Chinese Photographer Lu Guang Goes Missing In Xinjiang Province

The New York-based photographer’s wife, Xu Xiaoli, on that day had tweeted a letter to the world in which she told readers that she had not heard from her husband since 3 November, when he was visiting politically restless Xinjiang Province. International media outlets have since taken on the missing person’s case and with Lu’s background in the documenting of many a politically and socially sensitive Chinese issue, question marks are now rife.

Xu Xiaoli Twitter
Lu Guang’s wife on 26 November took to Twitter to report on her husband’s disappearance

Censorship VS Twitter

China’s online BBS.HUPU community did make brief mention of Lu’s disappearance when the news broke in the early hours of 27 November. The snippet was taken down soon after.

“He has been missing for more than 20 days and as his closest family member, I have not received any notice of his arrest,” Xu writes in the statement she posted on Twitter. “I have repeatedly contacted Xinjiang police, but thus far have been unable to get through.”

Lu Guang's China Water Survey
Lu Guang #5188 / Taicang Yanglin fishing village, in Jiangsu Province. Wang Jinnan, who has always lived on the Yangtze, had breast cancer five years ago; now the disease is recurring. 2009.12.2.

Environmental And Societal Issues

Lu is a three-time World Press Photo award winner who focuses on environmental and societal issues in China. Lu’s polluted water survey, in particular, proved cause for outrage. Curator and Art Director Jean Loh, for one, wrote an excellent piece on this documentation undertaking of his. A snippet:

“Over the years, Lu Guang’s works have inspired other young Chinese photojournalists to take up the issue of pollution, but he remains one of the few showing the human face of the consequences of pollution, with poignant portraits of cancer victims and children with birth defects caused by contaminated water. Unlike other come-and-go photographers, Lu Guang’s compassionate nature often wins him the trust of farmers and fishermen, enough to inspire them to guide him to the sources of pollution, to witness the blatant violation of regulations by the local industries. He would often stay in their homes for some time, writing down their stories, even taking them to the hospital for treatment should the need arise.”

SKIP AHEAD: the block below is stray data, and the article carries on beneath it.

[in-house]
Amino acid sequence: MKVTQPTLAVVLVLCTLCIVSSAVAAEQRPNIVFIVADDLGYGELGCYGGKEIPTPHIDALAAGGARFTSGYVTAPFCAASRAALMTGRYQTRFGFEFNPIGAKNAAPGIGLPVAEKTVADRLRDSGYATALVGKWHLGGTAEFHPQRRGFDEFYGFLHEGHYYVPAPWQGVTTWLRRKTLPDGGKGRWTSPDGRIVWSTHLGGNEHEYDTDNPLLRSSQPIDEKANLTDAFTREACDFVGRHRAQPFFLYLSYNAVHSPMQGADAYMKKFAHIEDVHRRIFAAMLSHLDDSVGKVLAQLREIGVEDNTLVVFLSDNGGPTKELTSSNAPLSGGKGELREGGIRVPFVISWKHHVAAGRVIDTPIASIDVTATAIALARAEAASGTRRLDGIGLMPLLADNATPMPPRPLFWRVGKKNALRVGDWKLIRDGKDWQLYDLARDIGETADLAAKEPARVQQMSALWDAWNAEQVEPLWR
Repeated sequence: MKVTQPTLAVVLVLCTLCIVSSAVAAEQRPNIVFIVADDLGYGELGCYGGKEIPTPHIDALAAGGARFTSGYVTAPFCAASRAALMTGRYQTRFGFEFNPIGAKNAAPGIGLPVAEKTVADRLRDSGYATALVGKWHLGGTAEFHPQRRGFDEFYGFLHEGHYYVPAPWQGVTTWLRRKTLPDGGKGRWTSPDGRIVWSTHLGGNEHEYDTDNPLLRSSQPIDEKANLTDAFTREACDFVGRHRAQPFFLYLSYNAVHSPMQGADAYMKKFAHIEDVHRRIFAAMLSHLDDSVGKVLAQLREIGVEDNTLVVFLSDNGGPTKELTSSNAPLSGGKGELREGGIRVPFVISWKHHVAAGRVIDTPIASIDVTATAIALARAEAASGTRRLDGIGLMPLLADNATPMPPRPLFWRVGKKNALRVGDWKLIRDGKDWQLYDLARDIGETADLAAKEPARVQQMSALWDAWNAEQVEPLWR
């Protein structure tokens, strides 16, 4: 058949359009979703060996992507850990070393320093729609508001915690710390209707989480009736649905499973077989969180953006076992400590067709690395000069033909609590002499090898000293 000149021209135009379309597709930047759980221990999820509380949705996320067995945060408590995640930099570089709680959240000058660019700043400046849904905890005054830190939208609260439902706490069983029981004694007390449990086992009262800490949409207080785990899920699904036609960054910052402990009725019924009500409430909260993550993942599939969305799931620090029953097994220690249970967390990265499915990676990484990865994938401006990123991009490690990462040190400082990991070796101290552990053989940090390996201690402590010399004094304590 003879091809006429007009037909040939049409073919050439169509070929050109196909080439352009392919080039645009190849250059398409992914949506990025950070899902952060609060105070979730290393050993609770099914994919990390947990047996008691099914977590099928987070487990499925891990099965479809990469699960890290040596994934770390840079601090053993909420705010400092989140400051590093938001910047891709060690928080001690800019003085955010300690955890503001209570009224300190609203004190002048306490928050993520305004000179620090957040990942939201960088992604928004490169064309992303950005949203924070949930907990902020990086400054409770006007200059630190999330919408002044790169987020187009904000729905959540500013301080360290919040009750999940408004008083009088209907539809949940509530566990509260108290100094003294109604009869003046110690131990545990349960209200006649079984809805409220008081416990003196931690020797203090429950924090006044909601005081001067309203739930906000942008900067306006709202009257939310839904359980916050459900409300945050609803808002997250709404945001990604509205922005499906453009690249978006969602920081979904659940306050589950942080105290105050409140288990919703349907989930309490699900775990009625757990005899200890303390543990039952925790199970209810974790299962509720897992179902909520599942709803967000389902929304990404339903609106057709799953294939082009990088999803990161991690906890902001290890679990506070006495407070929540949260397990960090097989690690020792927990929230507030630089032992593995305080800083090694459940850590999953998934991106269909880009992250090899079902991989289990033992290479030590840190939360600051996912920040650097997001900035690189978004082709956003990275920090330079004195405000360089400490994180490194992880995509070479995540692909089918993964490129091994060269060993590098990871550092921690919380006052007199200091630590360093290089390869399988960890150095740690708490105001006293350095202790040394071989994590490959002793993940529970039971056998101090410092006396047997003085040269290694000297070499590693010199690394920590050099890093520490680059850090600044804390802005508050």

Read Loh’s full essay right here.

Wife cares for dying husband. Lu Guang
“Wife cares for her dying husband in Henan Province”, 2002. Phtography by Lu Guang

AIDS And Awards

His coverage of HIV and the AIDS villages in China’s Henan Province, too, was cause for both international crowning and Chinese frowning.

Poor peasants in the province in the mid-90s had sold their blood for 50 yuan a pint, just enough to buy two bags of fertilizer. As a result of unsafe procedures, a large number of them were infected with the HIV virus. In some villages up to 40 percent of  inhabitants carry the virus, but for a long time have been isolated from help given the existence of AIDS in China was not officially acknowledged.

“His work on the Aids villages won First Prize in the Contemporary Issues category in the 2004 World Press Photo contest. His picture story on drug addicts in southern Yunnan was exhibited at Visa pour l’Image that same year,” World Press Photo writes in Lu’s bio, “In 2005, he became the first photographer from China to be invited by the U.S. Department of State as a visiting scholar. In 2008, Lu Guang won the Henri Nannan Prize in Photography in Germany; in 2009 he was a recipient of the W. Eugene Smith Memorial Fund, and in 2010 he won a National Geographic Photography Grant.”

Read Lu’s full World Press Photo bio right here.

Lu Guang. Pollution, 2009
Pollution, 2009. Photography by Lu Guang

Disappearance

Lu, 57, was invited to attend a photography event in Xinjiang to “exchange ideas” and on 23 October had arrived in the province’s capital of Urumqi.

Lu had originally planned to fly from Urumqi down to China’s southern Sichuan Province on 5 November, where he would meet up with another friend (only known to the public as “Mr. Chen”) for a charity event.

Nevertheless, when Mr. Chen arrived in Sichuan, he was unable to locate Lu and contacted his to inquire about the photographer’s whereabouts. Xu had lost touch with her husband on the evening of 3 November, and she soon after learned from contacts at the event that he had been taken away by local national security agents.

“Xinjiang, in far western China, has become notorious for its tight security controls and heavy surveillance and police presence,” BBC News writes. “The government is also sensitive to criticism and has detained reporters before who were investigating negative stories about China.”

 

Lu and Xu were supposed to celebrate their 20th wedding anniversary upon his return home. Xu has stated that she currently saw no direct cause for China’s government to take her husband into custody.

 

 

 

 

 

 

 

 

 

 

 

 

 

 

 

 

Featured Image: Water Survey #2717, Hebei Province. Photography by Lu Guang.
Copyright@ China Under The Radar, 2018. All rights reserved

 

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